In the opinion for In re Marriage of Cadwell-Faso and Faso, in reversing the trial court’s determination that a prenup signed in 2006 was invalid, the appellate court noted that, when a party is represented by counsel, obtaining advice to understand and voluntarily execute a prenup can occur very quickly, and that any competent attorney would advise their client not to sign a prenup until the attorney reviewed the document and consulted with the client. Cadwell-Faso & Faso, 191 Cal. App. 4th at 951-62.
In the opinion for In re Marriage of Howell, in reversing the trial court’s decision that a waiver of spousal support in a prenup signed in 1999 was invalid and otherwise affirming the trial court’s determination that the prenup was valid, the appellate court noted that, though the prenup was prepared by the attorney for the spouse seeking enforcement of the prenup and the spouse against whom enforcement of the prenup was sought was not represented by independent legal counsel at the time the prenup was executed, the agreement itself stated that the spouse against whom enforcement of the prenup was sought was advised to obtain legal counsel but refrained from doing so because she believed she could fully protect her rights without counsel; that she had at least two weeks to review the prenup before she signed it; that, though most of the preparation for the parties’ wedding was contracted and completed at the time that the prenup was presented and canceling the wedding would have created great embarrassment for her and her family, she knew of the prenup no later than five months before the wedding; that she was employed in the field of bookkeeping and thus was capable of understanding the financial disclosures; and that the prenup itself was only 12 pages long, was not particularly complex, involved a small estate, made full disclosure and basically sought to maintain separate the parties’ separate property interests. IRMO Howell, 195 Cal. App. 4th 1062, 1065-81 (2011).
In the opinion for In re Marriage of Hill, in affirming the trial court’s determination that a prenup signed in 2001 was valid, the appellate court noted that the prenup included language by which the spouse against whom enforcement of the prenup was sought expressly waived any claims of involuntariness related to financial disclosures; that she had been invited to review the other spouse’s financial information during the negotiation period but there was no evidence that she took any steps to do so; that she had the advice of two attorneys specializing in family law and estate planning during the nine months the prenup was being discussed and negotiated; that her lawyer drafted the prenup and revised drafts of it; that, as a published author and magazine editor, owner of a television production company, and president or spokesperson for other businesses, she had a professional background and evident skills; and that, though she may not have received the final draft of the prenup until three days before the wedding, may not have seen it until the date of the wedding, and the final draft may have been missing a page, the provisions of the prenup upon which she based her claims of invalidity had been in previous drafts of the agreement which she had received well beforehand. Hill, 202 Cal. App. 4th at 1049-55. In its opinion, the appellate court in Hill also quoted the opinion of the appellate court for Bauer v. Jackson, stating “[o]rdinarily when a person with capacity of reading and understanding an instrument signs it, he may not, in the absence of fraud, imposition or excusable neglect, avoid its terms on the ground he failed to read it before signing it.” Id.; Bauer v. Jackson, 15 Cal. App. 3d 358 (1971).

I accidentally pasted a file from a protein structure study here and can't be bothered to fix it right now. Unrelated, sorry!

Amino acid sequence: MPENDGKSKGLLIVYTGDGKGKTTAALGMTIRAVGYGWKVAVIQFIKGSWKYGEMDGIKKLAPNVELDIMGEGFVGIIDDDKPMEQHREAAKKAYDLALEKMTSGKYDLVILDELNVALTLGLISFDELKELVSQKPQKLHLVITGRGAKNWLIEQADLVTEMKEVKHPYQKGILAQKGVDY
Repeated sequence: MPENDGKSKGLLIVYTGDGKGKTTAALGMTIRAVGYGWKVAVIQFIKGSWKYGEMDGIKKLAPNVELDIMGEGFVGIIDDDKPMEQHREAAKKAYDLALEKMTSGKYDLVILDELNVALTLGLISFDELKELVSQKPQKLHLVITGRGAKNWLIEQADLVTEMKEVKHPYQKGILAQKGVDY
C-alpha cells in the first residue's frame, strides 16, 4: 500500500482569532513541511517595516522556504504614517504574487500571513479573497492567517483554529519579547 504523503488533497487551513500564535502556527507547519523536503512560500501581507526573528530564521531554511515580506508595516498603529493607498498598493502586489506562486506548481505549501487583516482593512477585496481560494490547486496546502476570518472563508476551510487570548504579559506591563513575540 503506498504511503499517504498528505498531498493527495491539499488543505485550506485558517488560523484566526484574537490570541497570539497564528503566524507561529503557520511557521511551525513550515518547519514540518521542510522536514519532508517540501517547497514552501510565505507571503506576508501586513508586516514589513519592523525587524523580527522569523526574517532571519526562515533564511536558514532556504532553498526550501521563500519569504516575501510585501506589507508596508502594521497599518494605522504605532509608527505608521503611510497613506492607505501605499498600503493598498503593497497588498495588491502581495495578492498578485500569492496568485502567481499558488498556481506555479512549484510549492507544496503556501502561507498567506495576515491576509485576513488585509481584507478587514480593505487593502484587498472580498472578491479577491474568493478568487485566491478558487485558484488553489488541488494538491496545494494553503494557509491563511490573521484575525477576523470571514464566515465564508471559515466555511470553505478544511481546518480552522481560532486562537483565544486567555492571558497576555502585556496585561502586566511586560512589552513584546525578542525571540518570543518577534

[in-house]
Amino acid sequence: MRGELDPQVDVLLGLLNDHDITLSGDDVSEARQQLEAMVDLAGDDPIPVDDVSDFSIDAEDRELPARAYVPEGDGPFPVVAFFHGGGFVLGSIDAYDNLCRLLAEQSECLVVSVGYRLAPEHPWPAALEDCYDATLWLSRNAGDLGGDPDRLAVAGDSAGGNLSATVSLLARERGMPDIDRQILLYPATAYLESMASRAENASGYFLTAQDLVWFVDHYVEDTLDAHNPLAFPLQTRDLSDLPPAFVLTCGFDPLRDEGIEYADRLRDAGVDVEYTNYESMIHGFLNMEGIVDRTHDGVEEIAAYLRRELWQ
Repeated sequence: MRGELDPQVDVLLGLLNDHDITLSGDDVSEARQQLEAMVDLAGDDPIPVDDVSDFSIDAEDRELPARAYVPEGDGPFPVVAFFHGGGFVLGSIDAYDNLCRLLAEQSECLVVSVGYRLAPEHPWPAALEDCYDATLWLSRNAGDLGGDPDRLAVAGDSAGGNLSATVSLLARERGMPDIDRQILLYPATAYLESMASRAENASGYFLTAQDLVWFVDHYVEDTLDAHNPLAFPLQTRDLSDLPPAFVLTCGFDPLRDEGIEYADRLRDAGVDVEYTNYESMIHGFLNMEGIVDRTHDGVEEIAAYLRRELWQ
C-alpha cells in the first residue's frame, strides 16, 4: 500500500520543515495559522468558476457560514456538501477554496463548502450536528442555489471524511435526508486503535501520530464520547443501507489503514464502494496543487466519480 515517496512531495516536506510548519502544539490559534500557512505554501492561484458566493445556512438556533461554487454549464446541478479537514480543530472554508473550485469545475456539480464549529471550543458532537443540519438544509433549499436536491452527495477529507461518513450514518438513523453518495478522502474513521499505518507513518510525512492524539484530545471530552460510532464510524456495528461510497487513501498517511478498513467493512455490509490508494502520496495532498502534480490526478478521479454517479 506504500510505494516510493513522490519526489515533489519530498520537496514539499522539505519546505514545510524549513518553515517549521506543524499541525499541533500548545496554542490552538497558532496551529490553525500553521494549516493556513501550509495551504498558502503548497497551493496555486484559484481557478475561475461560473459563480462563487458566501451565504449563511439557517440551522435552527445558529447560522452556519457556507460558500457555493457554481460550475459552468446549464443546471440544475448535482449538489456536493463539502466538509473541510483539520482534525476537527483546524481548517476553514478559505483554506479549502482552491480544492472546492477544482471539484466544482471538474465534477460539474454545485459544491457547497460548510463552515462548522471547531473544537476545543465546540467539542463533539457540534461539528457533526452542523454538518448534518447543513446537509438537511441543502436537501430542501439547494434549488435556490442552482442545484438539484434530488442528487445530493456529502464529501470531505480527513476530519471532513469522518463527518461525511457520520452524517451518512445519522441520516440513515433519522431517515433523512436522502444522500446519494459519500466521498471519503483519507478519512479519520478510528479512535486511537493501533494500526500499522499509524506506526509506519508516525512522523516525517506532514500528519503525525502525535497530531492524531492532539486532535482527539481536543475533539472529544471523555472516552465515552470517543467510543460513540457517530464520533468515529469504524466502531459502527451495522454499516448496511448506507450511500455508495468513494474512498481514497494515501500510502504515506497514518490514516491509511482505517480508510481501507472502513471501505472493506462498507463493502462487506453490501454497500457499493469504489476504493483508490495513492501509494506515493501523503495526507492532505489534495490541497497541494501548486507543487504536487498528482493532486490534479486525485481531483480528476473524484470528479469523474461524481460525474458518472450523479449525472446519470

In part 2 of this 2-part series, we will discuss when a prenup is unconscionable when executed without adequate knowledge. We also will discuss attacking the validity of a prenup and what can and cannot be resolved by a prenup.